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The stark realities of living on an island paradise are outlined to us in no uncertain terms. We’re warned against jungle walks due to snakes,  told how to outsmart sandfly bites with coconut oil and advised to get comfortable at the sight of rats. It’s fair to say that for all the attractive lure of its underdevelopment, Koh Rong has sanitation issues that bring their own challenges.

Briefed, and on high alert, we troop to La Mami one of the only guesthouses set out over the water (a sensible place to be to avoid unwelcome guests of any kind.)

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We’re remarkably underwhelmed with the accommodation (including a drop loo into the sea…yeah the one we’re due to splash in later.) We ditch it and make for the White Rose Guesthouse at the end of the pier.

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The double rooms are spacious but basic, kitted out with tired looking mosquito nets and fans which run when the generators do. It has a sociable little terrace, a balcony with hammocks to swing in and two shared bathrooms at the end of each hall.

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Proximity to the pier is a plus point too due to the searing heat. And the view out onto the strip ain’t half bad.

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We set out on an exploration mission walking the length of the beach along the south-east of the island. We quickly surmise that the island is utterly stunning…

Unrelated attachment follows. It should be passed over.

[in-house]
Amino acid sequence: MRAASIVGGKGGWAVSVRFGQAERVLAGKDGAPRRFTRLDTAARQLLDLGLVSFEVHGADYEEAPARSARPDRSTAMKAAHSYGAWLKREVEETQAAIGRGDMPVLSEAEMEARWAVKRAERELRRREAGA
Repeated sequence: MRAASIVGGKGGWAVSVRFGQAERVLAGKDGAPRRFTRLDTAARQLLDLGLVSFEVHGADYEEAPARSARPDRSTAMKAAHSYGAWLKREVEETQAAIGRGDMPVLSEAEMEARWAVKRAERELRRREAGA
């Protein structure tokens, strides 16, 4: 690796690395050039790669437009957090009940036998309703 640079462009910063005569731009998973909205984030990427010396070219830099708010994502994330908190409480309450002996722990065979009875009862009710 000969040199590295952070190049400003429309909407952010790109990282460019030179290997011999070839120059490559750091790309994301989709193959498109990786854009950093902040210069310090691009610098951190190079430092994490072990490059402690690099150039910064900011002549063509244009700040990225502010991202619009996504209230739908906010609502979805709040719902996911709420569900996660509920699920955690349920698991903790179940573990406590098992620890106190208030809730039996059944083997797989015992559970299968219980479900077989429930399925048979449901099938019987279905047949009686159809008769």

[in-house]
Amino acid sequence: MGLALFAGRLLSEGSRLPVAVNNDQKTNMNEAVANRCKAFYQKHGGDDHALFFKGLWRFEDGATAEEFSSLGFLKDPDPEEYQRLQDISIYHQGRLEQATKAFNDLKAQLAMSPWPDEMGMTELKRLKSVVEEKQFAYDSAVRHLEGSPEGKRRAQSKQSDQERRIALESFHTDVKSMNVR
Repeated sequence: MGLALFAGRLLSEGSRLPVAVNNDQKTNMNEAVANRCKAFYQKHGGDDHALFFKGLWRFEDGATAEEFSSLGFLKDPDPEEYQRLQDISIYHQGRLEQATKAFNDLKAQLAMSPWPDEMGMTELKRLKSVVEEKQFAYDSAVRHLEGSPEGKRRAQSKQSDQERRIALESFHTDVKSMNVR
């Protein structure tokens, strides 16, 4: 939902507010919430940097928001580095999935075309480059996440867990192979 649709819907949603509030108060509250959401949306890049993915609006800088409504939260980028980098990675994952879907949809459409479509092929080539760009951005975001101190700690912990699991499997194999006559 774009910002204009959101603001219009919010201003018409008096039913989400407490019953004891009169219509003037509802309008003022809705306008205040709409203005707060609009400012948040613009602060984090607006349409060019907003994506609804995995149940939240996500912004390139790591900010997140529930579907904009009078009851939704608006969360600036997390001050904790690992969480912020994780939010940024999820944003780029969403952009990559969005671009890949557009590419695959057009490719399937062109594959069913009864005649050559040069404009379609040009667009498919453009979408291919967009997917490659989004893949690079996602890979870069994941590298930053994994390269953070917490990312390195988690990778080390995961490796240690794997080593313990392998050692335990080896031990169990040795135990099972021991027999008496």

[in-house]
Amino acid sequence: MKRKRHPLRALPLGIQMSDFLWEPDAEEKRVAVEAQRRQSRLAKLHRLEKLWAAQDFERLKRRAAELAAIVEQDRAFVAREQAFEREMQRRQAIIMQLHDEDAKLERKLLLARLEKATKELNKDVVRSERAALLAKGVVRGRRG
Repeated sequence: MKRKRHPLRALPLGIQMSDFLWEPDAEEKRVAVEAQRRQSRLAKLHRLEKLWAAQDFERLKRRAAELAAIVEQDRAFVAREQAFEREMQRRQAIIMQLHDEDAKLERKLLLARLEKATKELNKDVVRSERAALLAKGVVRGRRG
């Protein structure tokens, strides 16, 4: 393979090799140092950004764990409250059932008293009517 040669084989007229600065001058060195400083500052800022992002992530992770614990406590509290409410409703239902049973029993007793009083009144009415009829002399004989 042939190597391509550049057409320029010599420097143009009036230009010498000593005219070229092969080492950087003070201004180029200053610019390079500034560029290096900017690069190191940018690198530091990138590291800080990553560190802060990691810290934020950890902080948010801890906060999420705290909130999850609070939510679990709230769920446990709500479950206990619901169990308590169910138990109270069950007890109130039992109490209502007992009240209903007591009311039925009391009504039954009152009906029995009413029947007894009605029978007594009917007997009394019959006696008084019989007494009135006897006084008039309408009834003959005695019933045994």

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We also realise that the population is about 5% Khmer, 95% tourist; something to be expected for the foreseeable future as word spreads on the backpacker network about this idyllic little spot.

My favourite local is this little guy who sports something we’ve seen a lot of in Asia, Premiere League football strips with a twist. On this one, unthinkably for Chelsea fans, the name Hazard is emblazoned on the back but the Manchester United badge sits proudly on the front.

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There is much to do here, from scuba diving and snorkelling the coral, boat trips to watch (and swim in) the twinkling plankton by night and fishing hauls to nearby reefs.

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Of course if you come, as we have, during a period of rough water and terrible visibility, there is nothing to do here other than eat, drink and bathe in the arms of the sea. We do all three with gusto.

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Daringly at times, we even forsake Angkor Beer and dabble instead with regional brew Klang. (Cue MEGAlols and wordplay around our beloved Scottish colloquialism ‘langers’ – meaning the state one gets oneself in when one has over-imbibed alcohol…)

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The quality of the restaurants relate directly to distance from the pier, with one exception. Despite the accommodation options being underwhelming at La Mami, the food is exquisite. Whilst I am not usually one to go for the western option, their Italian menu is outstanding with handmade pastas and freshly prepared sauces. Between us over our four days, we tried tagliatelle bolognese, pesto fettuccine, blue cheese gnocchi, bruschetta and aubergine crostini. When in Rome right?